Ancient Monuments

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Old Park Farm moated site

A Scheduled Monument in Stockton, Shropshire

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Latitude: 52.6022 / 52°36'8"N

Longitude: -2.4236 / 2°25'24"W

OS Eastings: 371406.743421

OS Northings: 300578.09859

OS Grid: SJ714005

Mapcode National: GBR BZ.901X

Mapcode Global: WH9DH.RV3F

Entry Name: Old Park Farm moated site

Scheduled Date: 18 July 2000

Source: Historic England

Source ID: 1020371

English Heritage Legacy ID: 33817

County: Shropshire

Civil Parish: Stockton

Traditional County: Shropshire

Lieutenancy Area (Ceremonial County): Shropshire

Church of England Parish: Stockton St Chad

Church of England Diocese: Lichfield


The monument includes the earthwork and buried remains of a medieval moated
site occupying a slighty elevated position in an area of gently undulating
land close to the top of the steep east valley side of the River Severn. It
lies within Oldpark, a former deer park, noted on Rocque's map of Shropshire,
published in 1752.

The moat, which is between 8m and 12m wide, defines an oval island
approximately 80m north west - south east by 96m south west - north east.
Material excavated from the moat has been used to raise the western part of
the island up to 0.5m above the level of the surrounding ground. Spoil dug
from the moat has also been used to create an internal bank, up to 7m wide and
standing 0.5m high, around the south western and southern sides of the island.

The moat is now essentially dry, except for the two ponds created within the
eastern and northern parts of the circuit. A further former pond within the
northern portion of the moat has been infilled. The outer side of the southern
part of the moat has modified by ploughing and by a trackway, which is no
longer in use. This former trackway is not included in the scheduling. Access
onto the island is currently via a causeway that crosses the north western
section of the moat. The remains of a second causeway, associated with a
former track, crosses the north eastern part of the moat. The centre of the
island is occupied by a house, which is partly timber-framed. To the west of
the house there are a series of slight undulations, some of which may relate
to the positions of former buildings.

A number of features are excluded from the scheduling, these are; the house
and associated outbuildings, the driveway and paved areas, all ornamental
garden features, the oil storage container, all fences, gates and modern brick
walls, the sheep pens and associated water tank, animal feed and drinking
troughs, concrete drain covers, and the telegragh poles; the ground beneath
all these features is, however, included.

The site of the monument is shown on the attached map extract.
It includes a 2 metre boundary around the archaeological features,
considered to be essential for the monument's support and preservation.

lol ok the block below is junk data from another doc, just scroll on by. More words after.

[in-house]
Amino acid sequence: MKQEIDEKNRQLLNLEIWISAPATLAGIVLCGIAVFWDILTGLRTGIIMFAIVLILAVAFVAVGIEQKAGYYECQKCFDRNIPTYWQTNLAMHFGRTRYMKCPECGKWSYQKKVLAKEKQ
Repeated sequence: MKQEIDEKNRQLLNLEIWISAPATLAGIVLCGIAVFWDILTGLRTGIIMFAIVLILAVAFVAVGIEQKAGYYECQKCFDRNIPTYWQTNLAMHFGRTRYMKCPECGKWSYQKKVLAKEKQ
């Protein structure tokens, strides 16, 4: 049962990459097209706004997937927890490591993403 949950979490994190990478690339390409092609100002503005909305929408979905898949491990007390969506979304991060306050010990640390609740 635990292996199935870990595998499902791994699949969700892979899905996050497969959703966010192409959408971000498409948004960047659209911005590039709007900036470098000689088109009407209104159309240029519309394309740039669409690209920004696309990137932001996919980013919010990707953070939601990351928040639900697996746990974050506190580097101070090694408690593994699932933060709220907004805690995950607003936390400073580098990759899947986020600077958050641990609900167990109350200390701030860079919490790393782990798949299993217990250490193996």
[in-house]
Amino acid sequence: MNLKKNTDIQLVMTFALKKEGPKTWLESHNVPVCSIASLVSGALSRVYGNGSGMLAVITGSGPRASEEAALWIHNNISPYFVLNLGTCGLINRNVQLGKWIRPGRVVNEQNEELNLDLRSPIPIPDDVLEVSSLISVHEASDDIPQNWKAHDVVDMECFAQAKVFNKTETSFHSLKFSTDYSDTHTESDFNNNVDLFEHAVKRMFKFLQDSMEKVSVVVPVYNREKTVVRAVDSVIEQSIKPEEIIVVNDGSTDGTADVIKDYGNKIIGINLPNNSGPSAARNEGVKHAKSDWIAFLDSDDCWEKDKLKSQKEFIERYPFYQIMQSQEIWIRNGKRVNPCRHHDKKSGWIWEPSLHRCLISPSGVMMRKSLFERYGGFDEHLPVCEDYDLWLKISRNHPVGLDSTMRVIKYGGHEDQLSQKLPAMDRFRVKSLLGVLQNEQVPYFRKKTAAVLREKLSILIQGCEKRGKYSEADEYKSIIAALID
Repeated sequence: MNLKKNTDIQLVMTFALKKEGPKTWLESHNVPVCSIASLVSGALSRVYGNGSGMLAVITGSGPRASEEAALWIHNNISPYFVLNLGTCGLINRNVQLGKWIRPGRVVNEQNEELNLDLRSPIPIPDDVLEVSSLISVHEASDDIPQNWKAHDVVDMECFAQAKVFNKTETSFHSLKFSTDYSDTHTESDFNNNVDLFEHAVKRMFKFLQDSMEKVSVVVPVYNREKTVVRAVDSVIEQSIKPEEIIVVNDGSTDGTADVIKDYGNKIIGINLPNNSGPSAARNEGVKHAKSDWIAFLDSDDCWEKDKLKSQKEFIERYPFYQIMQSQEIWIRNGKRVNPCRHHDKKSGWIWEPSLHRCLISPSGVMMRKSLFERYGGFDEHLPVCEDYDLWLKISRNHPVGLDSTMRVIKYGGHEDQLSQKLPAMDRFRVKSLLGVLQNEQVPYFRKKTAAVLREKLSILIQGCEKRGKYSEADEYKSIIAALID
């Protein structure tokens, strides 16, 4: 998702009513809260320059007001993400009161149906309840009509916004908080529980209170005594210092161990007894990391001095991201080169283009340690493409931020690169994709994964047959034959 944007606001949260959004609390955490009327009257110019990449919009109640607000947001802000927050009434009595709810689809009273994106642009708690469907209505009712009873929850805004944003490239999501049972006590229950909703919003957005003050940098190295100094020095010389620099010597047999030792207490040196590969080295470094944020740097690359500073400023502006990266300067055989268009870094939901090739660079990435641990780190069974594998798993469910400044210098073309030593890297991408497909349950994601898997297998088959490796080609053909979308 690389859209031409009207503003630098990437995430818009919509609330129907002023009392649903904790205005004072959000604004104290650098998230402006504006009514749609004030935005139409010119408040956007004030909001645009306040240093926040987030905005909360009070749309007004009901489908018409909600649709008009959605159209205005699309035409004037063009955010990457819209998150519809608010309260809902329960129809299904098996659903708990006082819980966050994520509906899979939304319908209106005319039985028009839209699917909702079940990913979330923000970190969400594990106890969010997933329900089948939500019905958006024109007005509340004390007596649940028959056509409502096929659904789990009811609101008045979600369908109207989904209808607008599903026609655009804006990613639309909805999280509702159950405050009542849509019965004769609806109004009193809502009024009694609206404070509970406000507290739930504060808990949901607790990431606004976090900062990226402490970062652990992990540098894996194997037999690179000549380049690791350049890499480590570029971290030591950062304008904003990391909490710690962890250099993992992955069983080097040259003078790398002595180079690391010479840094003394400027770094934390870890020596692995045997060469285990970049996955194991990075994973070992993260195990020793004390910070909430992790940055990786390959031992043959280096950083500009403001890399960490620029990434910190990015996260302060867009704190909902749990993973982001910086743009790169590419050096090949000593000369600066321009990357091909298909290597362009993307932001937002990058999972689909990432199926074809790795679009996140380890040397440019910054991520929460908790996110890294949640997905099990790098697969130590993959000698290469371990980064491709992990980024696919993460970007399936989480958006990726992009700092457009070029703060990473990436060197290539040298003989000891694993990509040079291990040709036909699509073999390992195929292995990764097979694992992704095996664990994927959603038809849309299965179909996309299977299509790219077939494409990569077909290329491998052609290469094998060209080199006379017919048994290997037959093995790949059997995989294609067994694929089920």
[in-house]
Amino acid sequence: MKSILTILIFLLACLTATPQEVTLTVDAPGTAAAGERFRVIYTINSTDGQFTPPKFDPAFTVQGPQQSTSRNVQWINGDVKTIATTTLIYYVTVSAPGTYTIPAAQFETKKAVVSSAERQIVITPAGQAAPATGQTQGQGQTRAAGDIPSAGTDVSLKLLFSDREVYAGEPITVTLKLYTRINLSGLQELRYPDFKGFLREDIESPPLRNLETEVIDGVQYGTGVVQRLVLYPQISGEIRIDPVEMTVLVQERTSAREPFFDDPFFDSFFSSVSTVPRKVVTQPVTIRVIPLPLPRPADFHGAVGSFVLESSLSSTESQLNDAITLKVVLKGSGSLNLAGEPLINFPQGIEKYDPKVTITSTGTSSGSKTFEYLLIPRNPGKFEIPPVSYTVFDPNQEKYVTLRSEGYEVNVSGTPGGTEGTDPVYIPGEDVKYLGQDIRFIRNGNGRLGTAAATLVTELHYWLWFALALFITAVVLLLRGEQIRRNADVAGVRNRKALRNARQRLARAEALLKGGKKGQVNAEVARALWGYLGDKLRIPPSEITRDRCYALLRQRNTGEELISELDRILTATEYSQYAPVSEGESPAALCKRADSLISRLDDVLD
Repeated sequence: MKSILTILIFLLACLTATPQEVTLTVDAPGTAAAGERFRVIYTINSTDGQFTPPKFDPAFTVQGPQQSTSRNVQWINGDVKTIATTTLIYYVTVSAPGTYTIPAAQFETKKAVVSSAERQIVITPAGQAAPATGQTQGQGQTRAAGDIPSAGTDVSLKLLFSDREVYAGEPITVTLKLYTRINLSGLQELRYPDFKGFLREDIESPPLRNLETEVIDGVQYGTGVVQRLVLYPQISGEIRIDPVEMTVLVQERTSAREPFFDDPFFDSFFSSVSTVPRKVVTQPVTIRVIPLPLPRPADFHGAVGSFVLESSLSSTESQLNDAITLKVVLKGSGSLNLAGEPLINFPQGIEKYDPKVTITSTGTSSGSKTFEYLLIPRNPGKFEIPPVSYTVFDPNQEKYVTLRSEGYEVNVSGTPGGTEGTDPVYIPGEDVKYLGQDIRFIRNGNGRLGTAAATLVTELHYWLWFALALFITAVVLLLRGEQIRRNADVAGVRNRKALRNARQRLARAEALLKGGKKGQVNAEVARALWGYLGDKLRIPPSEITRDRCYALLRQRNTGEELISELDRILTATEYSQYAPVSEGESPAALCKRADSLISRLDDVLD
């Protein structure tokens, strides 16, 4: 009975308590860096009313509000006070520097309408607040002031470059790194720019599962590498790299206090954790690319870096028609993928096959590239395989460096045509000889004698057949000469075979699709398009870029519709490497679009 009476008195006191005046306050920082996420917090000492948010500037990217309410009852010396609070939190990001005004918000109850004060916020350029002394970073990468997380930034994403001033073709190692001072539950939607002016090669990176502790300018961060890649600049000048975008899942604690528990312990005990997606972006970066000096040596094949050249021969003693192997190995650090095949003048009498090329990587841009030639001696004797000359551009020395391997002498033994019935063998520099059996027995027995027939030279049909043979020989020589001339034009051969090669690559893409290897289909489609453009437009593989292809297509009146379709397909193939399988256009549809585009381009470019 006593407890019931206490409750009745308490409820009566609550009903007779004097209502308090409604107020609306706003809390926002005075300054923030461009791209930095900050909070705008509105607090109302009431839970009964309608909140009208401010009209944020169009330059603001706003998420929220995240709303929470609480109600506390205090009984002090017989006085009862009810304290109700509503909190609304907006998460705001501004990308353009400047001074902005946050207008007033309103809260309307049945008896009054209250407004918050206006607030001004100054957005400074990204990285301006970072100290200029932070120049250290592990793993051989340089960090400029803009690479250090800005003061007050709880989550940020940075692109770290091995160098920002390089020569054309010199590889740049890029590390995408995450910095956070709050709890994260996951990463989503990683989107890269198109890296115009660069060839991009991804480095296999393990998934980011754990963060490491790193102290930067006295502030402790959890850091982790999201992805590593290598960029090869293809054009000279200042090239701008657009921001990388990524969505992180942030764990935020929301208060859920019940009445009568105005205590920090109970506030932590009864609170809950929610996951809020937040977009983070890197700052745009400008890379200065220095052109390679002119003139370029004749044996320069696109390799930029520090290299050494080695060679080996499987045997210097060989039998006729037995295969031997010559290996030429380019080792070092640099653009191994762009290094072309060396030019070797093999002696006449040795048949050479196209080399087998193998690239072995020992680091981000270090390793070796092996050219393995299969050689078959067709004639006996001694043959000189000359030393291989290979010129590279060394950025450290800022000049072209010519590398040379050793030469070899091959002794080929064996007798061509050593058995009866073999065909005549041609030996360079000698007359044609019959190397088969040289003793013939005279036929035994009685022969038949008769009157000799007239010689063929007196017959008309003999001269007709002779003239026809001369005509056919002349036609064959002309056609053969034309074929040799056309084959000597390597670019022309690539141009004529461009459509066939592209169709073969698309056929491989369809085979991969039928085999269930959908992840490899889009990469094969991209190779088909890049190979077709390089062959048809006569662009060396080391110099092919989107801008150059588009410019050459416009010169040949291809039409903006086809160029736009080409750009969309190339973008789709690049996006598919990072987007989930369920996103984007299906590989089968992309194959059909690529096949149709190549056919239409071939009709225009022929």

Source: Historic England

Reasons for Scheduling

Around 6,000 moated sites are known in England. They consist of wide ditches,
often or seasonally water-filled, partly or completely enclosing one or more
islands of dry ground on which stood domestic or religious buildings. In some
cases the islands were used for horticulture. The majority of moated sites
served as prestigious aristocratic and seigneurial residences with the
provision of a moat intended as a status symbol rather than a practical
military defence. The peak period during which moated sites were built was
between about 1250 and 1350 and by far the greatest concentration lies in
central and eastern parts of England. However, moated sites were built
throughout the medieval period, are widely scattered throughout England and
exhibit a high level of diversity in their forms and sizes. They form a
significant class of medieval monument and are important for the understanding
of the distribution of wealth and status in the countryside. Many examples
provide conditions favourable to the survival of organic remains.

Old Park Farm moated site is a well-preserved example of this class of
monument, despite some disturbance to parts of the moat. Subcircular moated
sites are relatively uncommon nationally and such sites are thought to date to
the early medieval period. The moated island will retain buried structural and
artefactual evidence of former buildings, which together with the artefacts
and organic remains existing in the moat will provide valuable information
about the occupation and social status of the inhabitants of the site. Organic
remains surviving in the buried ground surface under the raised interior and
within the moat will also provide information about the changes to the local
environment and the use of the land before and after the moated site was

Source: Historic England


Title: Map of Shropshire
Source Date: 1752

Source: Historic England

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